Aren’t all cyclists just red-light hopping, pavement-riding menaces to society?

Ask yourself a question, do you ever see vehicles parked on the pavement? Do you ever see drivers doing U-Turns in hugely inappropriate places? Do they change lanes without indication? Of course they do, but does everybody? No, of course not, and as in any walk of life you will find a fraction of the people who take part in an activity do it badly, just like cyclists, drivers and pedestrians do. We aren’t here to start political debate about the appropriateness of cycling, the need for safer bike lanes, the passing of law to make helmets mandatory or any of the other arguments that seem to swirl around the cycling Vs driving debate, but we can tell you that we do both. It’s pretty essential to be able to drive sometimes, for work, to visit family in far flung places and to get the ‘big shop’ in, but when we can, we like to ride to places, and in the vast majority of cases, we can get to where we need to go a lot quicker than we can in a car. If you include the ability to ride almost to the door and not have to pay to park or find a parking spot and then walk round to the final destination, we also think you arrive in a much more relaxed state of mind. We can assure you that we don’t ride on the pavement, we don’t jump red lights and we aren’t guilty of ‘wanton and furious cycling’, but that doesn’t mean we’re perfect and we are the first to stop and apologise if we make a mistake and inadvertently get in the way at the junction or commit any of the other heinous crimes that cyclists commit occasionally. The vast majority of car drivers are the same, they occasionally get in the wrong lane and have to change and they don’t always look for us on our bikes before making the switch, they sometimes forget to indicate at junctions, thus causing us to lose all that precious momentum that we worked so hard to build while we slow down at the last second to avoid ploughing into the back of them, but they normally put their hand up, acknowledge their error and everyone moves on with the rest of their day happy with their life choices. Occasionally however you will see bad cyclists, mounting the pavement, jumping across the junction when it’s not their right of way, cutting across traffic to change from major to minor roads and generally being an inconsiderate plonker, as you will see drivers who drive too close to you, forget to indicate and stop on double yellow lines outside school in the morning.

So let’s ask ourselves the question, what can we do to work together?

How can we make sure that everyone gets to where they are going safely and without undue delay? We as a company deliver Bikeability to children in Primary School, showing them in practical and realistic terms how the road works and how they should behave in the traffic. When they leave the course they are in no doubt as to how the road should work, and how it often works in a ‘real world’ sense. We teach them that drivers should stay behind them at junctions, but we explain that often they won’t, and give them the tools to deal with both situations. We teach them that they must warn a driver behind when they are slowing down or stopping to avoid being hit from behind, but we understand that they often get intimidated by the presence of vehicles and forget and rush to stop to get out of the way. We spend 8 hours with them going through as many scenarios as we can until they feel confident to start riding on the road independently. When was the last time you did that in your vehicle? Just as an example, if you’re 40 then the last time you had any tuition whatsoever could have been 23 years ago…you may have picked up some bad habits in that time right? So what we do is offer Bikeability courses to drivers and families, so they can come along and see what the riders are learning and understand how they should react to cyclists based on understanding their way of riding. Once a driver has ridden on the road and felt what it is like to have cars overtake and can feel the big differences in speed and size between the vehicles they often have that ‘Aha!’ moment when they realise how intimidating it can be for even the hardiest of cyclist.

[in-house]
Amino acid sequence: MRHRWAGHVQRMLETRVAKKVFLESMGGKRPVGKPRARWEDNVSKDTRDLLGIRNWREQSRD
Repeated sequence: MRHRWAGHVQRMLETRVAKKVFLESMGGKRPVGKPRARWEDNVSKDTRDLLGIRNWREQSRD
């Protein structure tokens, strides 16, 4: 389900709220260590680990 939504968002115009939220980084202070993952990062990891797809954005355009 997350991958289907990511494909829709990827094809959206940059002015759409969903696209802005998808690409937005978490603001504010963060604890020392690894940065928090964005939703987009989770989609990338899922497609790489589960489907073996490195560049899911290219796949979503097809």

So, I would encourage all drivers out there to go along to a Bikeability session and learn what cyclists are being taught and see why they ‘ride in the middle of the road’ and get an understanding of why the 1.5 metre pass law is in effect, as I would encourage all bike riders who also drive to remember how difficult it is when you see a cyclist and they are riding erratically and remember to project the right image, make sure you can be seen, make sure your road position is correct and remember to obey all the rules of the road.

It’s a busy old world out there and it’s only getting busier so we all need to remember to be kind, be patient and please be careful around each other. All Cyclists are somebody’s daughter, son, wife, husband, mother, father, friend and fellow human being, if you take a risk and the worst happens then think of how that will affect everyone…could you pass a bit wider? Could you wait until the road is clear before overtaking? Please, please, please work together and we can all get where we’re  going safely.

If you would like to talk to us about Bikeability and road safety sessions then please do send us an email

Marc has been delivering cycling sessions since 2007 and Sole Cycling is a registered Bikeability provider, having taught thousands of primary and secondary aged children to learn to ride safely on the road. Sole Cycling also work with Avon and Somerset Police to deliver community based cycle safety and bike maintenance courses.

Follow us on Social Media or Blog post updates.